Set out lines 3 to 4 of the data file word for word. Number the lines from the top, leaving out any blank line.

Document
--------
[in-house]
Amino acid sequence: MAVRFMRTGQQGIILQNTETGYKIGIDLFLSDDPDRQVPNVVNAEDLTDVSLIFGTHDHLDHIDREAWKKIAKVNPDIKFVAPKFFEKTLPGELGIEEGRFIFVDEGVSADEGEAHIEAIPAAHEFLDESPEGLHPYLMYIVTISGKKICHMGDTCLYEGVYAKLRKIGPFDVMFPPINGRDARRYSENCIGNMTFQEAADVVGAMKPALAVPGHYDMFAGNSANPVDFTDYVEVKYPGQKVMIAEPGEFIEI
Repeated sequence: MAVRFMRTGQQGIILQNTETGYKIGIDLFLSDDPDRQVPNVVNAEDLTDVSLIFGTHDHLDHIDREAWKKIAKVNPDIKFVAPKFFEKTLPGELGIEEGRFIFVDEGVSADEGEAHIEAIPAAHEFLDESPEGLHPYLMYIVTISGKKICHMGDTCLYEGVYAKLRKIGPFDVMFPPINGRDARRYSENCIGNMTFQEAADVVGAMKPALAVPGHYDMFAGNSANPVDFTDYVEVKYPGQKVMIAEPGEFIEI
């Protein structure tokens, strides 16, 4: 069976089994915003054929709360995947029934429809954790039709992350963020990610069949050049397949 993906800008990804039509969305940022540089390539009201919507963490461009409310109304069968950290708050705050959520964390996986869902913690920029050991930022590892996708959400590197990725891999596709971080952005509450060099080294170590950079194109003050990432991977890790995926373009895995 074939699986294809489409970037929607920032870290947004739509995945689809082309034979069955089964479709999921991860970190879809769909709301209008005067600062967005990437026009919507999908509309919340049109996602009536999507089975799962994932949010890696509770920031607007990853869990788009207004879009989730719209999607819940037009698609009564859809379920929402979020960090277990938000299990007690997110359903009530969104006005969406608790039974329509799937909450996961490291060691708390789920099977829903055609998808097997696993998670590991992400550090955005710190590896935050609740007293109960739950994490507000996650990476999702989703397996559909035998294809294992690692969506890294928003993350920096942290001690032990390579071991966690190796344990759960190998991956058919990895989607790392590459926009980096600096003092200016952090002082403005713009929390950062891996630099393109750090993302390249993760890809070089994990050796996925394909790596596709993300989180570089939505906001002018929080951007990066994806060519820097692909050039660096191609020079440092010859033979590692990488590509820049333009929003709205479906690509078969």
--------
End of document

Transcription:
Repeated sequence: MAVRFMRTGQQGIILQNTETGYKIGIDLFLSDDPDRQVPNVVNAEDLTDVSLIFGTHDHLDHIDREAWKKIAKVNPDIKFVAPKFFEKTLPGELGIEEGRFIFVDEGVSADEGEAHIEAIPAAHEFLDESPEGLHPYLMYIVTISGKKICHMGDTCLYEGVYAKLRKIGPFDVMFPPINGRDARRYSENCIGNMTFQEAADVVGAMKPALAVPGHYDMFAGNSANPVDFTDYVEVKYPGQKVMIAEPGEFIEI
């Protein structure tokens, strides 16, 4: 069976089994915003054929709360995947029934429809954790039709992350963020990610069949050049397949 993906800008990804039509969305940022540089390539009201919507963490461009409310109304069968950290708050705050959520964390996986869902913690920029050991930022590892996708959400590197990725891999596709971080952005509450060099080294170590950079194109003050990432991977890790995926373009895995 074939699986294809489409970037929607920032870290947004739509995945689809082309034979069955089964479709999921991860970190879809769909709301209008005067600062967005990437026009919507999908509309919340049109996602009536999507089975799962994932949010890696509770920031607007990853869990788009207004879009989730719209999607819940037009698609009564859809379920929402979020960090277990938000299990007690997110359903009530969104006005969406608790039974329509799937909450996961490291060691708390789920099977829903055609998808097997696993998670590991992400550090955005710190590896935050609740007293109960739950994490507000996650990476999702989703397996559909035998294809294992690692969506890294928003993350920096942290001690032990390579071991966690190796344990759960190998991956058919990895989607790392590459926009980096600096003092200016952090002082403005713009929390950062891996630099393109750090993302390249993760890809070089994990050796996925394909790596596709993300989180570089939505906001002018929080951007990066994806060519820097692909050039660096191609020079440092010859033979590692990488590509820049333009929003709205479906690509078969």